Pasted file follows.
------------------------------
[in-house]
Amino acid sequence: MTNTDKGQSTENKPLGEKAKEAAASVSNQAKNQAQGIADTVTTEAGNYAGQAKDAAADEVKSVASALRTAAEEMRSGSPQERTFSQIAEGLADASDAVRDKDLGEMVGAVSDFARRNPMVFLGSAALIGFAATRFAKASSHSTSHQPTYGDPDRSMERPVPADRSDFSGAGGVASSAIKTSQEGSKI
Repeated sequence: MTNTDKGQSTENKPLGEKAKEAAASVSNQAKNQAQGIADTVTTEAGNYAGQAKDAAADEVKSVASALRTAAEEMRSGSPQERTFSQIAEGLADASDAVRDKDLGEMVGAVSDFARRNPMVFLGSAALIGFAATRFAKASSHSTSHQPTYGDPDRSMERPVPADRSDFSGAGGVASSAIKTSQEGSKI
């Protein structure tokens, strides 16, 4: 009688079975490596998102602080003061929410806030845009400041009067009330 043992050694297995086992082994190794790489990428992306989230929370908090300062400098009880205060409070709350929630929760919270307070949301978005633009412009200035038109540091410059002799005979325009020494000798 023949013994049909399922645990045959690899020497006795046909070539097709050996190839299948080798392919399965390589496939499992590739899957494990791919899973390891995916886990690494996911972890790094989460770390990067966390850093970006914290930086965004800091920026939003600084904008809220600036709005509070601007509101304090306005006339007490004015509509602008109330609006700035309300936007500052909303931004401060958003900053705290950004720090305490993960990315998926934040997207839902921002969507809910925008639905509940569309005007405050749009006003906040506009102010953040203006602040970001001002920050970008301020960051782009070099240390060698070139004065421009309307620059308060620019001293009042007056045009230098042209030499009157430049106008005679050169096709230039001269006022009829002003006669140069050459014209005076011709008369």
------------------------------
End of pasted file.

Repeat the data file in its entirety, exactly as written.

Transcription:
[in-house]
Amino acid sequence: MTNTDKGQSTENKPLGEKAKEAAASVSNQAKNQAQGIADTVTTEAGNYAGQAKDAAADEVKSVASALRTAAEEMRSGSPQERTFSQIAEGLADASDAVRDKDLGEMVGAVSDFARRNPMVFLGSAALIGFAATRFAKASSHSTSHQPTYGDPDRSMERPVPADRSDFSGAGGVASSAIKTSQEGSKI
Repeated sequence: MTNTDKGQSTENKPLGEKAKEAAASVSNQAKNQAQGIADTVTTEAGNYAGQAKDAAADEVKSVASALRTAAEEMRSGSPQERTFSQIAEGLADASDAVRDKDLGEMVGAVSDFARRNPMVFLGSAALIGFAATRFAKASSHSTSHQPTYGDPDRSMERPVPADRSDFSGAGGVASSAIKTSQEGSKI
């Protein structure tokens, strides 16, 4: 009688079975490596998102602080003061929410806030845009400041009067009330 043992050694297995086992082994190794790489990428992306989230929370908090300062400098009880205060409070709350929630929760919270307070949301978005633009412009200035038109540091410059002799005979325009020494000798 023949013994049909399922645990045959690899020497006795046909070539097709050996190839299948080798392919399965390589496939499992590739899957494990791919899973390891995916886990690494996911972890790094989460770390990067966390850093970006914290930086965004800091920026939003600084904008809220600036709005509070601007509101304090306005006339007490004015509509602008109330609006700035309300936007500052909303931004401060958003900053705290950004720090305490993960990315998926934040997207839902921002969507809910925008639905509940569309005007405050749009006003906040506009102010953040203006602040970001001002920050970008301020960051782009070099240390060698070139004065421009309307620059308060620019001293009042007056045009230098042209030499009157430049106008005679050169096709230039001269006022009829002003006669140069050459014209005076011709008369």